Saturday, November 3, 2012

One of the Good Ones

I have always believed there is a rhythm and music to life:  crescendos and decrescendos, overtures and operas, tempo and melody.  It is how a person tells a joke, enters and room, and even marches through life.  There is a recognizable beat to us all, whether one is a whimsical little minuet or a grand romantic concerto.

The dynamics of songs are evident in the sheet music.  When I started this blog, I wanted the same obvious and immediate understanding.  The blog would be fun and airy.  Whimsical and light.  Nobody would ever confuse its tone with Tolstoy or Dostoevsky.

And yet there are moments.  Moments where I don't feel light or airy.  Times where I need to go somewhere else and write something different.  Today is such a day.

It began yesterday afternoon.  It was the usual response once word gets out.  A southside Chicago fireman had been killed.  Our phones were suddenly riddled with texts and phone calls.  Folks doing a headcount.  Making sure.  Details began emerging. 

Captain Herbert Johnson was a neighborhood guy, a Beverly man.  He came from a family of cops and firemen.  He had a wife and three children.  And he was looking forward to his son's upcoming football game with so much excitement that it was all he could talk about that day.  Over and over, people describe him the same way: 

A great guy. 

What a smile. 

What a laugh!  

One of the good ones.

He died battling a fire that destroyed the home where 8 children lived.  In watching the aftermath of Sandy this week, I was overcome by the image of dozens of other firemen wading through a flooded and burning Queens neighborhood to help as best they could.  In the middle of a hurricane.  With their engines, trucks and hoses unable to reach the fiery structures, they kept going.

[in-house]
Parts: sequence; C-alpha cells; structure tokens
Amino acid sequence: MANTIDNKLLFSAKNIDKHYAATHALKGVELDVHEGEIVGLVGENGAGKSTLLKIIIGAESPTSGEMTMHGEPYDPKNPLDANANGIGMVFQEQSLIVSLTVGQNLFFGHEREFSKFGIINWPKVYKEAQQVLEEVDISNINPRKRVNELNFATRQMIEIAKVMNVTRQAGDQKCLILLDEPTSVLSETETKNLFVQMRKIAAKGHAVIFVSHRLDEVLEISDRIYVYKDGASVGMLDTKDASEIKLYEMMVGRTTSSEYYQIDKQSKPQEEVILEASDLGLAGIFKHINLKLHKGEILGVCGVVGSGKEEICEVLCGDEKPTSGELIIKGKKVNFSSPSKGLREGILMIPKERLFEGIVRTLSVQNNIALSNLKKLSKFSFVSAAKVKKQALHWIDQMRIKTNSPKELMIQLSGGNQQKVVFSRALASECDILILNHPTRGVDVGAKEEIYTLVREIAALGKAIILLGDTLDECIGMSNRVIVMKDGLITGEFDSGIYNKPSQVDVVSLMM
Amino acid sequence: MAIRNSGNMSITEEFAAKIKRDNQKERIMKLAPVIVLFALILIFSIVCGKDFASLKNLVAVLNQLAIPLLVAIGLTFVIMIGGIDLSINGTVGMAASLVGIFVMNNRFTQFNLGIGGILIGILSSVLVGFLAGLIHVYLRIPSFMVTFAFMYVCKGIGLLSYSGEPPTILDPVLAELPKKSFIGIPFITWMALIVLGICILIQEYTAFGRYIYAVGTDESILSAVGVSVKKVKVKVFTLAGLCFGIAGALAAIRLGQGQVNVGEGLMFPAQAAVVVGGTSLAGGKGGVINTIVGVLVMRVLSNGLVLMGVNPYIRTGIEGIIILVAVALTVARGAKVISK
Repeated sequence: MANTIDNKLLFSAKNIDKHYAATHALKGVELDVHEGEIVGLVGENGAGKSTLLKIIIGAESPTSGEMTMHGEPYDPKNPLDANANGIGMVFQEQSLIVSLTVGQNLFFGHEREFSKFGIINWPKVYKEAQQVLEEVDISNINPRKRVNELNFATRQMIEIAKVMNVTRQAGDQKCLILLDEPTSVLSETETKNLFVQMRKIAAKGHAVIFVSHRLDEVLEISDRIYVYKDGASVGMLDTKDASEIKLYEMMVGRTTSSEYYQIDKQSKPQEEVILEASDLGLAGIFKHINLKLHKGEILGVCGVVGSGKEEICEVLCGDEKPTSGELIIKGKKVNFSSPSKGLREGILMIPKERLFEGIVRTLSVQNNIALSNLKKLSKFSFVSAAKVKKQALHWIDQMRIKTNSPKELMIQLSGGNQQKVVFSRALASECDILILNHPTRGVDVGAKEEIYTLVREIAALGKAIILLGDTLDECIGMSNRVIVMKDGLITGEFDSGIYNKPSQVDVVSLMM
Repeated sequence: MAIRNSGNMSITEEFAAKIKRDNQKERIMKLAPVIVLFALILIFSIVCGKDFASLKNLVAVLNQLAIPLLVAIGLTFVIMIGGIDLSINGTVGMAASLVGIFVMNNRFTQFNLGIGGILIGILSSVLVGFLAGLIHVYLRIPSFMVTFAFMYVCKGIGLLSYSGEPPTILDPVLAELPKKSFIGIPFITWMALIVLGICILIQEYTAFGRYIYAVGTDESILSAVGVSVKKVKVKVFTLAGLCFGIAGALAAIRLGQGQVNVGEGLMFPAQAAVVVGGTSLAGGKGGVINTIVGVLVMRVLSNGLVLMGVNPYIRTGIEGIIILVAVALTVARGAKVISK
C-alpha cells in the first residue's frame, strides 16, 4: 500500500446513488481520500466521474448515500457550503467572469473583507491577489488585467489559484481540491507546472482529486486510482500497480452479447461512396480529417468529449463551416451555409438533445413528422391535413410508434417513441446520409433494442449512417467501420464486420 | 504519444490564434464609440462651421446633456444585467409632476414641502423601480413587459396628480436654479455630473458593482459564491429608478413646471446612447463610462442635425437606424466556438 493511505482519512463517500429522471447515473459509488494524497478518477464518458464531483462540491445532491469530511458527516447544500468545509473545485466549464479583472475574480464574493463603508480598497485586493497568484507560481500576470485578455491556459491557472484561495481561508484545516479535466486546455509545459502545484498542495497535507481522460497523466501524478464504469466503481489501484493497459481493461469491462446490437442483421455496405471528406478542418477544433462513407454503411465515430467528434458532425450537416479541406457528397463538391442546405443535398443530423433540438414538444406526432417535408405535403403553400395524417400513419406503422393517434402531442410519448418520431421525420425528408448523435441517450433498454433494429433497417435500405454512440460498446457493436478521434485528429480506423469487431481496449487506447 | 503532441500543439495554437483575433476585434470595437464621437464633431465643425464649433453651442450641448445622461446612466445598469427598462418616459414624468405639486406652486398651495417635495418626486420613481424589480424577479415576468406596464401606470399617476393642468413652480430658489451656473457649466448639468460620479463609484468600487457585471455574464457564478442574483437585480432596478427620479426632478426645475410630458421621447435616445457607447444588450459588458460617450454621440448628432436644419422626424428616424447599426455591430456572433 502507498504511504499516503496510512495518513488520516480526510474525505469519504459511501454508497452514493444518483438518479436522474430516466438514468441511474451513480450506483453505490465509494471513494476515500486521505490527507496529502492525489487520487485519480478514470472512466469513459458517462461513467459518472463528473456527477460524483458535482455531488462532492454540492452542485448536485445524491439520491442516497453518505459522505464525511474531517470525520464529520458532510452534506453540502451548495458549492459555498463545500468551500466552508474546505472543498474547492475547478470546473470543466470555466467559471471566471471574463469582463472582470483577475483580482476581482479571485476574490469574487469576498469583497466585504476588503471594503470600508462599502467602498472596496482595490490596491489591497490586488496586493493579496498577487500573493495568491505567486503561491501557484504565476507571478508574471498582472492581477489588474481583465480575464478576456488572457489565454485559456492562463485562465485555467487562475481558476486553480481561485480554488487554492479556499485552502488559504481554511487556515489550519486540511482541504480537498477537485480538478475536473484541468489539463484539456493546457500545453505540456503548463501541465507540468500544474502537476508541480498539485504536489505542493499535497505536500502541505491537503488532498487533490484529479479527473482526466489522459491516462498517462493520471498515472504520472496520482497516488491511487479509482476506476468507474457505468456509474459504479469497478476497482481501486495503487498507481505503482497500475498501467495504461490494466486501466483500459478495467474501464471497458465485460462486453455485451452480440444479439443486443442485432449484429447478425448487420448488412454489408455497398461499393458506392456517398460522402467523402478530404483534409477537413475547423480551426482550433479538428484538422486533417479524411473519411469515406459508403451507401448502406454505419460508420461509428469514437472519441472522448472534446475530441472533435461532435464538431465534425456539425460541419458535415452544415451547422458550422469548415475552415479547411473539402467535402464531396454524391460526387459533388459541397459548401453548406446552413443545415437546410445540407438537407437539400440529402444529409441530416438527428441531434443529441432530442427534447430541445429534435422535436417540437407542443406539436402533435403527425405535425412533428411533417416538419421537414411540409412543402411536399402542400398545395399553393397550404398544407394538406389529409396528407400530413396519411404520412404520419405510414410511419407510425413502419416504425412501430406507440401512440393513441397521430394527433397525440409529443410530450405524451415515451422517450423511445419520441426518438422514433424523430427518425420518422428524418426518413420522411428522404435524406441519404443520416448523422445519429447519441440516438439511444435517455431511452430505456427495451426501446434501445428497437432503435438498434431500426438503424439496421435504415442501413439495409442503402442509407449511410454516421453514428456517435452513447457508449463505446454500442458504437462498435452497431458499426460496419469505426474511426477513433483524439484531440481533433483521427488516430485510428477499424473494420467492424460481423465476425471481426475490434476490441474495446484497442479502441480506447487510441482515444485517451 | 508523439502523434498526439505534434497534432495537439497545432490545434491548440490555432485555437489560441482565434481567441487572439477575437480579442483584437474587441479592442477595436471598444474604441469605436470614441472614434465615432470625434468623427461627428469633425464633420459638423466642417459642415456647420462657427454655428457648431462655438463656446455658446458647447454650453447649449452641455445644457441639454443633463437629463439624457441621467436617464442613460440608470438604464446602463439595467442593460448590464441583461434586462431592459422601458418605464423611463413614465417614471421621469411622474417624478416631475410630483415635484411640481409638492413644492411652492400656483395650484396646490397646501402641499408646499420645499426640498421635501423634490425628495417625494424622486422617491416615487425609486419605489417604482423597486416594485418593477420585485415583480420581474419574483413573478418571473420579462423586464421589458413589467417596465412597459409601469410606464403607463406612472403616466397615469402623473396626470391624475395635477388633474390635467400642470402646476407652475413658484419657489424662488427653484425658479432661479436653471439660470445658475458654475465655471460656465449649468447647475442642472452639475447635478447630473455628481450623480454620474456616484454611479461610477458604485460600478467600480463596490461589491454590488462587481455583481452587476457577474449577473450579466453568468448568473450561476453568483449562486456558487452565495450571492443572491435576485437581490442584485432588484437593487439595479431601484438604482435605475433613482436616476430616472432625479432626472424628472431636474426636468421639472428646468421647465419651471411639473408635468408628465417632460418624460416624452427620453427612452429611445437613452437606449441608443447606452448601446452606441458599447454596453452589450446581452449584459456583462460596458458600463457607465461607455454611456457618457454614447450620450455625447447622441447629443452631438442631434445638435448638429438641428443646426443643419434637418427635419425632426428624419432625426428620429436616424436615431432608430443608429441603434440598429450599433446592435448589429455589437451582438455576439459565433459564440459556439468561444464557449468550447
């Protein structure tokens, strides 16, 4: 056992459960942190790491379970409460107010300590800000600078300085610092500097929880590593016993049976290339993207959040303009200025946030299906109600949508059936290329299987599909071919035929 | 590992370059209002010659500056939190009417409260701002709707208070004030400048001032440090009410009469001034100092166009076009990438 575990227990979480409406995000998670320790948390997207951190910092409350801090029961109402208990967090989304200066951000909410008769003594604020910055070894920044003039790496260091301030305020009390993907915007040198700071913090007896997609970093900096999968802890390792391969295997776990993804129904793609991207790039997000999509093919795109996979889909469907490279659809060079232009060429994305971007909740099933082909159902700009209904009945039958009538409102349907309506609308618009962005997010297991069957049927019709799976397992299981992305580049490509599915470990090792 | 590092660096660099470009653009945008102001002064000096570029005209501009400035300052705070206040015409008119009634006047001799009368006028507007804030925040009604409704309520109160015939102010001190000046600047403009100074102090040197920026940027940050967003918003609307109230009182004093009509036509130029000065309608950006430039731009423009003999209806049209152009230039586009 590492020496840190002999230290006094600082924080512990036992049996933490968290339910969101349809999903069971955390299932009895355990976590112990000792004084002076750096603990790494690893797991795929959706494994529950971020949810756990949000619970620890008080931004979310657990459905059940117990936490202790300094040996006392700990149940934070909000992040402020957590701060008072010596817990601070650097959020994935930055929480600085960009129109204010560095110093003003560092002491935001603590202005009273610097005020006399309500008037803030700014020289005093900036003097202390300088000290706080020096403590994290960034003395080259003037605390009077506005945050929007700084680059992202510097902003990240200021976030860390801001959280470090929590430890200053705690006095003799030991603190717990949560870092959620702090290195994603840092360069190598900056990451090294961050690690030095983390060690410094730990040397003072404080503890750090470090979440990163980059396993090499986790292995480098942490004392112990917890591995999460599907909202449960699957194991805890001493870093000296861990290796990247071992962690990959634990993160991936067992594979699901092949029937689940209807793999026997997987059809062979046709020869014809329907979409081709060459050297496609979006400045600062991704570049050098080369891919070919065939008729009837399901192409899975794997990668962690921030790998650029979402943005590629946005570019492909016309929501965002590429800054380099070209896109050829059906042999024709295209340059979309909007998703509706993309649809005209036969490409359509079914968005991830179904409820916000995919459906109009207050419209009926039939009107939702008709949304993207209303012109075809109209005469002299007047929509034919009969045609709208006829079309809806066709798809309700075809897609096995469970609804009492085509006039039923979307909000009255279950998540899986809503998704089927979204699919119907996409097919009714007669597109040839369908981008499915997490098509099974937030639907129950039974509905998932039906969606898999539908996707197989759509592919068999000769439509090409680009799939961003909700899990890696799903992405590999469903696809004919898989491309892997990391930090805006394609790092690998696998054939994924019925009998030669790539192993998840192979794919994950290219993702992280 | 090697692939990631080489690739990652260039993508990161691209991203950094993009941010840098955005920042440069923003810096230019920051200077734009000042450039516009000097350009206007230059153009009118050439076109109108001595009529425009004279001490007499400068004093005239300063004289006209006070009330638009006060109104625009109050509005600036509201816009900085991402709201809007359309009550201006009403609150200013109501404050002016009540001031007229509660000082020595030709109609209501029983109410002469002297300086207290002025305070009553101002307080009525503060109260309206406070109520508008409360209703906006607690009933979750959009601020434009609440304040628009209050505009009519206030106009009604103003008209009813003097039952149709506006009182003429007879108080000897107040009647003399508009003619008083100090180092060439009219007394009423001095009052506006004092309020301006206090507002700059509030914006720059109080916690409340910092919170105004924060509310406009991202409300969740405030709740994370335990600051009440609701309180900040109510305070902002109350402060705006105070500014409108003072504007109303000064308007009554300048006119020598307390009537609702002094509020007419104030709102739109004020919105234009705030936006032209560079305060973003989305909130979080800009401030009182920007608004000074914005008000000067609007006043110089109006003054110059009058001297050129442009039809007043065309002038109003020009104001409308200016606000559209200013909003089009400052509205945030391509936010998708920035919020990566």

I could almost hear the blaring symphony as the winds raged and the downpour furiously pelted those rare individuals who stood in the middle of it all.   




Captain Herbert Johnson was like that.  The 32-year veteran headed to New York after 9/11 to help.  He attended the funerals of his New York brethren.  He made friends wherever he went, and in a neighborhood full of characters, he managed to stand out. 

Friends and family are asking for everyone to check their smoke alarms "in Herbie's honor" this month.  It is a way of making sure the man's song plays on, his legacy unforgotten.  So I share that message with you.  It is the least I can do, and also ask that you offer up a prayer for the family of Captain Herbert Johnson.     
 

32 comments:

  1. I am so sorry for his loss; sounded like a wonderful man with such a long career with the fire department. Will say a prayer for his family and friends.

    betty

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  2. They are a brave type of folk. I always think how frightening it must be for families of firefighters, how maybe mothers wish their children wouldn't follow the path, but I do realize that these people have something in them that I certainly lack...the hearts of heroes.

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    1. Gosh, Andrea - I worry all the time about my boys pursuing the careers of the neighborhood heroes. I want them stuffed behind a desk doing taxes, but I suppose they will ultimately do what's in their hearts, right? Me? I'm a chicken and hope that at least one of my sons has my DNA.

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  3. Oh, Marianne. Thank you for sharing a little bit of this extraordinary man with us. What a loss.

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  4. I stopped cold yesterday when the 10pm news came on. I calmed a bit when I learned it wasn't Joe. But grew melancholy when I realized the angst the family must have been feeling, and I remembered my doomsday, albeit very different. Beautiful words Mar.